by Dish Staff
Beinart blames the Clintons’ tendency to hold grudges:
The winning-by-losing strategy works best when it gains you some influence over the person who defeats you for the nomination. Sometimes that means earning a place alongside them on the presidential ticket, as Edwards did in 2004. Sometimes it simply means convincing their supporters that you have a bright future and may be worth supporting down the line. The strategy works less well if the person who defeats you becomes your sworn enemy, committed to doing you political harm. It’s the fear that the Clintons may do exactly that that is limiting the pool of willing challengers.
And for good reason. Throughout their careers, Bill and Hillary Clinton have shown a willingness to remember, and punish, political betrayals.
Pivoting off Beinart, Carpenter worries about Hillary’s “self-formulated bubble”:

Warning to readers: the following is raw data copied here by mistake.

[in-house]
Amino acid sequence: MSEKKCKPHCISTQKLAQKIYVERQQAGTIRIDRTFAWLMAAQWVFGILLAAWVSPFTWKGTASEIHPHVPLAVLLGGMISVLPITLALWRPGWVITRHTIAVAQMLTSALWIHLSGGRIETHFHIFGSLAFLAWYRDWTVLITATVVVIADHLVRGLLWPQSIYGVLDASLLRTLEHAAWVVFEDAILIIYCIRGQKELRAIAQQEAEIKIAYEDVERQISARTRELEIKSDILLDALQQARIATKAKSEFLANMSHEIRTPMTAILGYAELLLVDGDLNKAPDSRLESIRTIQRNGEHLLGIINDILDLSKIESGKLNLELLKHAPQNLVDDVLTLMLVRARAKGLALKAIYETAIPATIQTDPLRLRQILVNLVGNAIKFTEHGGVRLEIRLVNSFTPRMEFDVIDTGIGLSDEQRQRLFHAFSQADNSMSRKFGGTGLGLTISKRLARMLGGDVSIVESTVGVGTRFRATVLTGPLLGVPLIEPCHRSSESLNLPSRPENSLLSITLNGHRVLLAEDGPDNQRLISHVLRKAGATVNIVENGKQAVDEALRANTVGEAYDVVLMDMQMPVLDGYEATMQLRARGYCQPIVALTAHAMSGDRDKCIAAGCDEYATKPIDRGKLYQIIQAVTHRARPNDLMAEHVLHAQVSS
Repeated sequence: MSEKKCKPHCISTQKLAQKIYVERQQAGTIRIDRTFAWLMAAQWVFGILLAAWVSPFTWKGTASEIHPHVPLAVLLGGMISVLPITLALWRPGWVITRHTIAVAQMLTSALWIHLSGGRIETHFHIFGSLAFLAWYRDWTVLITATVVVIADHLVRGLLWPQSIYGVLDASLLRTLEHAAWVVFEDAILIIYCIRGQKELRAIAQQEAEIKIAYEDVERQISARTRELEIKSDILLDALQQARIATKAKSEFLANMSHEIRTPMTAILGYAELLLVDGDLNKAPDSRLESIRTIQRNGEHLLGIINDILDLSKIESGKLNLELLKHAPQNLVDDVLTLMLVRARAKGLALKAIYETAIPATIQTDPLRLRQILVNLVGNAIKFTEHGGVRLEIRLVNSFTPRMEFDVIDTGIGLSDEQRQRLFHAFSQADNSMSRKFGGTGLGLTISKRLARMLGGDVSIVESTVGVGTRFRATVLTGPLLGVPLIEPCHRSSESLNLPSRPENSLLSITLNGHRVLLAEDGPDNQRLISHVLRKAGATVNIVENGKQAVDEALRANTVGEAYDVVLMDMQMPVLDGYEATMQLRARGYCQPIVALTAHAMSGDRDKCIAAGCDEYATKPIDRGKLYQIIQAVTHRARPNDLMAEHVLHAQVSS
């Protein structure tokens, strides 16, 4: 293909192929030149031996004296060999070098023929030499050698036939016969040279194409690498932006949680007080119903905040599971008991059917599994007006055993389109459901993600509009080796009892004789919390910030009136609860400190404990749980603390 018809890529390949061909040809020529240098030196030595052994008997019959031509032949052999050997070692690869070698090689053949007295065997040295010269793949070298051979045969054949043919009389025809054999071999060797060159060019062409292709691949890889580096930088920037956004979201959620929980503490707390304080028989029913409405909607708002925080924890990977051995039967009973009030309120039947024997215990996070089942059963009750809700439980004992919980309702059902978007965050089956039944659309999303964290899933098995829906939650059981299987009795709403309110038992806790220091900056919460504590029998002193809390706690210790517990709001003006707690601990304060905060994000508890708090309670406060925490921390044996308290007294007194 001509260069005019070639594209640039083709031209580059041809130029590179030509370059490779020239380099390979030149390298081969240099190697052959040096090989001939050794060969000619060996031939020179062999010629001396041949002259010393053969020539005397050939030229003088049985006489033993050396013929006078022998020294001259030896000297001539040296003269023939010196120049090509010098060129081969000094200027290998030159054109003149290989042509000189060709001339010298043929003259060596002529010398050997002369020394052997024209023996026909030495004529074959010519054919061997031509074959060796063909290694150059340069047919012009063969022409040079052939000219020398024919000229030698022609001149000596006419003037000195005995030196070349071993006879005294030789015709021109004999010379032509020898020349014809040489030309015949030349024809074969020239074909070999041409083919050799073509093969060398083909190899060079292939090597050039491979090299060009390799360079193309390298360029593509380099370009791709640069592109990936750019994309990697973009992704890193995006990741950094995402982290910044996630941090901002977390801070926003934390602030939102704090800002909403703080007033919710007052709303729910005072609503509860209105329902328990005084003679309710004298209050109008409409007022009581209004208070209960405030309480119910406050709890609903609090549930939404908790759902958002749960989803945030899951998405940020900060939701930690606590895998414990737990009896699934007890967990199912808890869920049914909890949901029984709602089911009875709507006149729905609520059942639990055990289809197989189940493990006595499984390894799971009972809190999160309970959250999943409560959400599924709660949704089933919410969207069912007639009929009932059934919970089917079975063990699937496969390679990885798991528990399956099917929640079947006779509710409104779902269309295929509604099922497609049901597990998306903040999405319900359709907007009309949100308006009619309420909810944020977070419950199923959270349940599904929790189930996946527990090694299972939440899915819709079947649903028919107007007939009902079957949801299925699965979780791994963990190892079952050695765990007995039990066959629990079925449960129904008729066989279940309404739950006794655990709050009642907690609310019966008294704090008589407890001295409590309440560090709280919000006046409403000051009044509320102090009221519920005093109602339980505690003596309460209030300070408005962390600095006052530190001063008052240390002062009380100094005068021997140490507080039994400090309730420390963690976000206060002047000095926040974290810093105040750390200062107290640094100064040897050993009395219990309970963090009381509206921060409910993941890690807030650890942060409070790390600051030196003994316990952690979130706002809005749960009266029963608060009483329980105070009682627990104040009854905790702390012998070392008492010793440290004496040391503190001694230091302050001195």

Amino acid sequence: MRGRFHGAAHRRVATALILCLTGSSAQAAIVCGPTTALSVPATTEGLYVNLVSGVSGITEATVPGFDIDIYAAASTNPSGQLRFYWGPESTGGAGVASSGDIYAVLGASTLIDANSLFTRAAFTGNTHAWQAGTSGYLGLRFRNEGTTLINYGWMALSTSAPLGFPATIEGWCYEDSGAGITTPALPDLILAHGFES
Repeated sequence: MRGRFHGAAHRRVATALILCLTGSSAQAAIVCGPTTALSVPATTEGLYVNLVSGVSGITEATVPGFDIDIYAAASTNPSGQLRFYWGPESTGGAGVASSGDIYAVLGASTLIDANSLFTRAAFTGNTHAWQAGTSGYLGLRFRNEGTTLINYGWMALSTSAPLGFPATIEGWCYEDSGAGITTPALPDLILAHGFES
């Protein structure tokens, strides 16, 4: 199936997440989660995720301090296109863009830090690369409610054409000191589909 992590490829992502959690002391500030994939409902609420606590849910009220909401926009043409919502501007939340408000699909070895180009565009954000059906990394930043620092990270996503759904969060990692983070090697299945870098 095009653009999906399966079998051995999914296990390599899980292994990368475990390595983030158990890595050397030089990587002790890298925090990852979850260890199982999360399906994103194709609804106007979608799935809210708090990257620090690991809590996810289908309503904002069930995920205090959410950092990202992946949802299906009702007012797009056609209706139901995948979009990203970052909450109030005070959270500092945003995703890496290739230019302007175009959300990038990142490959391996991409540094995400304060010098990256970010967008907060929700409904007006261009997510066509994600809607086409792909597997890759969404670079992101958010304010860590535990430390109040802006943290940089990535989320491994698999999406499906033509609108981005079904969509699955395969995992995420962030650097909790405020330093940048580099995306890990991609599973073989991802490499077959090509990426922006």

Histories of her healthcare fiasco are fraught with tales of insider paranoia and Gothic intrigue; her Iraq war vote was cast in willing ignorance of contrary or at least questioning national-security briefs; and her 2008 campaign was a superlative study in managerial cluelessness–all this, in large part, because aides were afraid to tell “her early and bluntly enough that things were veering badly off course.”
Well, that is indeed history; a rather harmless history of when Hillary was just a candidate, or First Lady, or merely one of 100 senators. Which is to say, she wasn’t president of the United States, with countless executive agencies and all of America’s firepower at her bubbled disposal. Yikes.